Friday, July 24, 2009

No Magic Pill, No Secret Potion. Just Effort

'Don’t you wish you could wake up one morning and find your in-box flooded with assignments, your Amazon ranking a single digit, and your phone ringing with a call from Oprah to appear on her show to discuss your latest book? I know I do. But the odds on all three happening (together or singly) without some “sweat equity” on our part are slim to none. While it may look like others in our profession “hit the lottery” so to speak on a regular basis, chances are that they have put a lot of concerted effort into achieving their goals. Wanting something is great and important and necessary. But just wanting won’t make it happen.You have to work—with a capital W—if you want to see results. No magic pill, no secret potion. Just effort.'
--from a recent blog post (whose message, as you might imagine, we heartily second) by the Ohio-based writer Nancy Christie, with whom we're proud to be mildly acquainted (I once shared a panel with her at a writer's conference, and we're also fellow members of a writing society, ASJA). Anyway, we hope you'll stop back at Nancy's blog occasionally to sample from her thinking.


At 9:28 AM, Blogger Britta said...

Strange how themes from different sources intersect some days. My friend and mentor David Bailey will be on The Story today talking about the hard work of writing and paying your mortgage; if your public radio station doesn't carry it, head here for an audio stream today or an audio link later David was laid off from my company earlier this year and has been blogging his heart out, quite literally, as well as working very hard at several gigs. I think you'll enjoy hearing him on the radio or visiting his blog.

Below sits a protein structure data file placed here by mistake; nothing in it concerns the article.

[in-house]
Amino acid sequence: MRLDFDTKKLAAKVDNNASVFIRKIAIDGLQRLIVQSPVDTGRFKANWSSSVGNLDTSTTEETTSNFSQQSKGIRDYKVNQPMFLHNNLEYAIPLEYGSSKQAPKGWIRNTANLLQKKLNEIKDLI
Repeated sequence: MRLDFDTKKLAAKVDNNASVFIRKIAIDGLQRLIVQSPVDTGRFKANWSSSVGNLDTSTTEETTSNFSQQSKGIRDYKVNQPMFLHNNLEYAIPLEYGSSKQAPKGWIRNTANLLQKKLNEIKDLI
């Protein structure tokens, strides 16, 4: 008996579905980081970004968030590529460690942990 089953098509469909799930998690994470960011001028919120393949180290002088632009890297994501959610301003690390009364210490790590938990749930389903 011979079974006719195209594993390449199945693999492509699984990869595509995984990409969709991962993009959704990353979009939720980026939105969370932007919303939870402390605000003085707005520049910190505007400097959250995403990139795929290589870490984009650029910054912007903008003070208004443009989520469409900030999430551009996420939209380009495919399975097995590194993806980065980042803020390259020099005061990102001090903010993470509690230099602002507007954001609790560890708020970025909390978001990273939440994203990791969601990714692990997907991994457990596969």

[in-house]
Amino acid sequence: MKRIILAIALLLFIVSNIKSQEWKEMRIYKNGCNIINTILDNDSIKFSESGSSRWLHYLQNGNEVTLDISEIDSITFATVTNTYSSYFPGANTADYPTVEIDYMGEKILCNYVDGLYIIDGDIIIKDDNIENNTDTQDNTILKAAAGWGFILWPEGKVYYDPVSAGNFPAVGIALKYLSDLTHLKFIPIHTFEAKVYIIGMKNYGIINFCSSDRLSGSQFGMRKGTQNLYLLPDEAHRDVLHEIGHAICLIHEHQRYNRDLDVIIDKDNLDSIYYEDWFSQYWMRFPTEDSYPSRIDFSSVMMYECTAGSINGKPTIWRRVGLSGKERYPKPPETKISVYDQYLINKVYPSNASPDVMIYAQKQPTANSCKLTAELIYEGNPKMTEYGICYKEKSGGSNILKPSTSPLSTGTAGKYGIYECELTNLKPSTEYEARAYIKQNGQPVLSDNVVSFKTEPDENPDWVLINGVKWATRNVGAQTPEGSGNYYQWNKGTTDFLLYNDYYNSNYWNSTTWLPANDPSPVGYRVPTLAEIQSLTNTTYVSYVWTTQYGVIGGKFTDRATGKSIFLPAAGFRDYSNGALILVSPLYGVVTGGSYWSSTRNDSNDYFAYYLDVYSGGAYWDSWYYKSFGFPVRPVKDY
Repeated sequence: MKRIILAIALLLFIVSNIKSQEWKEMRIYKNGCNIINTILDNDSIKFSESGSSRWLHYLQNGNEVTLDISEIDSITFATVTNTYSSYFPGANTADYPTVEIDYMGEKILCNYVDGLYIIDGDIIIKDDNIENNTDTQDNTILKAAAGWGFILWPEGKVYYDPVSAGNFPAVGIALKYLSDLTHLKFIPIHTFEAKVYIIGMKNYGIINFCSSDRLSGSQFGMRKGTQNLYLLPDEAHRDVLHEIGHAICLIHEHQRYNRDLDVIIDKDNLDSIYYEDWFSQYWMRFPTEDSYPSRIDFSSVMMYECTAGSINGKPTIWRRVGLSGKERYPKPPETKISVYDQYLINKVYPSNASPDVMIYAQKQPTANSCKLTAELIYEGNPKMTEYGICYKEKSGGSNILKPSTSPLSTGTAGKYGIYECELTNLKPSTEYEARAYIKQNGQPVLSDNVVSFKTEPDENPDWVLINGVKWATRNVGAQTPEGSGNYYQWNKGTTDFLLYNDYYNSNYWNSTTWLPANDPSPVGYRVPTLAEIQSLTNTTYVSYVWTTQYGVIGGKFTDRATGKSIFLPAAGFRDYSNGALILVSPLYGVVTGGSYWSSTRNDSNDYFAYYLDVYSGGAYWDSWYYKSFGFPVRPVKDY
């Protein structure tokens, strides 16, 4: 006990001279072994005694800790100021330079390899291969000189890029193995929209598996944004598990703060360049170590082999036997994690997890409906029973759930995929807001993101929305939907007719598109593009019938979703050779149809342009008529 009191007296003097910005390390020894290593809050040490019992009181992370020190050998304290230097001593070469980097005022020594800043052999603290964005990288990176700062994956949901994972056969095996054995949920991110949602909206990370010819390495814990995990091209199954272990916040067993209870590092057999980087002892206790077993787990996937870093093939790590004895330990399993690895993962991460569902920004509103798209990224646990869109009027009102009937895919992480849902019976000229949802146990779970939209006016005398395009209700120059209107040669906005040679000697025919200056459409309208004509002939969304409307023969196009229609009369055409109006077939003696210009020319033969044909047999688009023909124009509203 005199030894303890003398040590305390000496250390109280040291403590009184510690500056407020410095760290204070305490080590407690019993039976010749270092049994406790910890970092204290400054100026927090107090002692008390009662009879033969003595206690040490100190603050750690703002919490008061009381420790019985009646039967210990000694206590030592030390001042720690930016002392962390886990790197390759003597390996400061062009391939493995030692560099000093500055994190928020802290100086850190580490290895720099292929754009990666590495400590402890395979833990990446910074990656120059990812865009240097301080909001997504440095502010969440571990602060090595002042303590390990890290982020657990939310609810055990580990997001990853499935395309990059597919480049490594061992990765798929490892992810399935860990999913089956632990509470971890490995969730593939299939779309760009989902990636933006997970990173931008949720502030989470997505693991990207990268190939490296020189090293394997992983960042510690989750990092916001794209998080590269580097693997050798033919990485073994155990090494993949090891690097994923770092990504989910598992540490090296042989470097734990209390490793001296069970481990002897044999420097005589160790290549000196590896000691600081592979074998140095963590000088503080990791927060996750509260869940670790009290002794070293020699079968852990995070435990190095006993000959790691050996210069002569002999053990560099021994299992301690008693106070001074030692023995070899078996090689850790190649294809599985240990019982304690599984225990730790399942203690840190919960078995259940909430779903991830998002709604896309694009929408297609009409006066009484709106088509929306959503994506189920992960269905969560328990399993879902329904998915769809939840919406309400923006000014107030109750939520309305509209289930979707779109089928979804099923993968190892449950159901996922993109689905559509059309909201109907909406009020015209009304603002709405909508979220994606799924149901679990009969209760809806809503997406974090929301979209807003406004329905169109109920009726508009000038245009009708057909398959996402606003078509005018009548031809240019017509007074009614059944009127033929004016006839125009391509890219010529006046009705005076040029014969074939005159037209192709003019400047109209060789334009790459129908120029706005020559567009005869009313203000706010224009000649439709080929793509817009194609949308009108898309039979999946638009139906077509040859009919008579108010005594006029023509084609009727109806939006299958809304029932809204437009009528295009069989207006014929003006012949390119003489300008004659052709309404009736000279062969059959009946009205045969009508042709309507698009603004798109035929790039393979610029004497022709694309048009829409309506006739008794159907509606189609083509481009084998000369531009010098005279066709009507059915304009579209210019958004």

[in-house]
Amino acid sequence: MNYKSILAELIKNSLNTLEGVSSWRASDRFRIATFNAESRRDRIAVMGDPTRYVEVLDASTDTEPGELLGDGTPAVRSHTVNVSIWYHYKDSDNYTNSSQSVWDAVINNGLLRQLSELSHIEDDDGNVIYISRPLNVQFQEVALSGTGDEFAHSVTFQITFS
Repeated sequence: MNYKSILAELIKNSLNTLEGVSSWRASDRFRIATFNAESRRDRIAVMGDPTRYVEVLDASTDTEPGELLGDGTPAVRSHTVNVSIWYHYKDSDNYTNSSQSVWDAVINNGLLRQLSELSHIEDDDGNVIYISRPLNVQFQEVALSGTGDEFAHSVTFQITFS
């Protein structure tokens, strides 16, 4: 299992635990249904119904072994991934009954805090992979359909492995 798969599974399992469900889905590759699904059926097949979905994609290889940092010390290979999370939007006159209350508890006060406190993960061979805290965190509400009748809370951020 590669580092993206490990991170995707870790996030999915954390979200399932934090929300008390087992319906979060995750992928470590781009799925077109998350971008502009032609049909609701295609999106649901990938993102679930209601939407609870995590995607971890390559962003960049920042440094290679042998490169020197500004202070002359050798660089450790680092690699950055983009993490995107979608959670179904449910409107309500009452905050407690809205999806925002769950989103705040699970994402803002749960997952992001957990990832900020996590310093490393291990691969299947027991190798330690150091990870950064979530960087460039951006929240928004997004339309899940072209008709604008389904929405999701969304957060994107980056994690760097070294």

At 9:31 AM, Blogger John Ettorre said...

Britta, I know I'll enjoy it, based on your description. Plus, any mentor of your has to be quite a formidable person as well as professional. Thanks for sharing it.

At 11:54 AM, Blogger Art Durkee said...

This comment reminds of the wonderful comment made by an aged blues musician, who had been discovered for the first time by the mass media:

"Yessir, it only took me thirty years to become an overnight success."

LOL That's some real wisdom there, if you ask me!

At 3:38 PM, Blogger John Ettorre said...

I'll second that. There's nothing less interesting and sometimes even more dangerous than early success. I think that's behind everything from the so-called "sophomore curse" in sports (whereby a rookie's succes is followed by much greater difficulty the next year) to a breakthrough novel by a 25-year-old. It can't help but send the subliminal signal that this is actually easy. Nothing worth doing ever is.


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